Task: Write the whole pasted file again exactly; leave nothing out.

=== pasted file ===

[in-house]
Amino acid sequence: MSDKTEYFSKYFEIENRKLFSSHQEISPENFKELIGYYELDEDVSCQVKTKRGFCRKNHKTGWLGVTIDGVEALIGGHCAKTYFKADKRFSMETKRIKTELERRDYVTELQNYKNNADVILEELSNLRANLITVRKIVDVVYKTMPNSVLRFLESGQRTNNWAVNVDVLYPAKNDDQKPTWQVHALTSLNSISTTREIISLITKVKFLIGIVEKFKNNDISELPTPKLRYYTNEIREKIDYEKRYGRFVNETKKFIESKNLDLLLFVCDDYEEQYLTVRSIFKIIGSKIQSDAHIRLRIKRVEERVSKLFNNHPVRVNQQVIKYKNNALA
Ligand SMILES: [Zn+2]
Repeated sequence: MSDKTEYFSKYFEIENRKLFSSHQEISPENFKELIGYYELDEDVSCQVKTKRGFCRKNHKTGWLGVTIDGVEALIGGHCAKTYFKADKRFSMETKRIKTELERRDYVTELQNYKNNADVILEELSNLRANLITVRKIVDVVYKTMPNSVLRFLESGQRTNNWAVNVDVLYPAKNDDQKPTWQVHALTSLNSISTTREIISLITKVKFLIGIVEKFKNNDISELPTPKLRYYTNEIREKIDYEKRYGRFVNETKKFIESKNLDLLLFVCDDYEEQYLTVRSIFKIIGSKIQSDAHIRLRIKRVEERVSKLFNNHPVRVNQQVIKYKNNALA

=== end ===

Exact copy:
[in-house]
Amino acid sequence: MSDKTEYFSKYFEIENRKLFSSHQEISPENFKELIGYYELDEDVSCQVKTKRGFCRKNHKTGWLGVTIDGVEALIGGHCAKTYFKADKRFSMETKRIKTELERRDYVTELQNYKNNADVILEELSNLRANLITVRKIVDVVYKTMPNSVLRFLESGQRTNNWAVNVDVLYPAKNDDQKPTWQVHALTSLNSISTTREIISLITKVKFLIGIVEKFKNNDISELPTPKLRYYTNEIREKIDYEKRYGRFVNETKKFIESKNLDLLLFVCDDYEEQYLTVRSIFKIIGSKIQSDAHIRLRIKRVEERVSKLFNNHPVRVNQQVIKYKNNALA
Ligand SMILES: [Zn+2]
Repeated sequence: MSDKTEYFSKYFEIENRKLFSSHQEISPENFKELIGYYELDEDVSCQVKTKRGFCRKNHKTGWLGVTIDGVEALIGGHCAKTYFKADKRFSMETKRIKTELERRDYVTELQNYKNNADVILEELSNLRANLITVRKIVDVVYKTMPNSVLRFLESGQRTNNWAVNVDVLYPAKNDDQKPTWQVHALTSLNSISTTREIISLITKVKFLIGIVEKFKNNDISELPTPKLRYYTNEIREKIDYEKRYGRFVNETKKFIESKNLDLLLFVCDDYEEQYLTVRSIFKIIGSKIQSDAHIRLRIKRVEERVSKLFNNHPVRVNQQVIKYKNNALA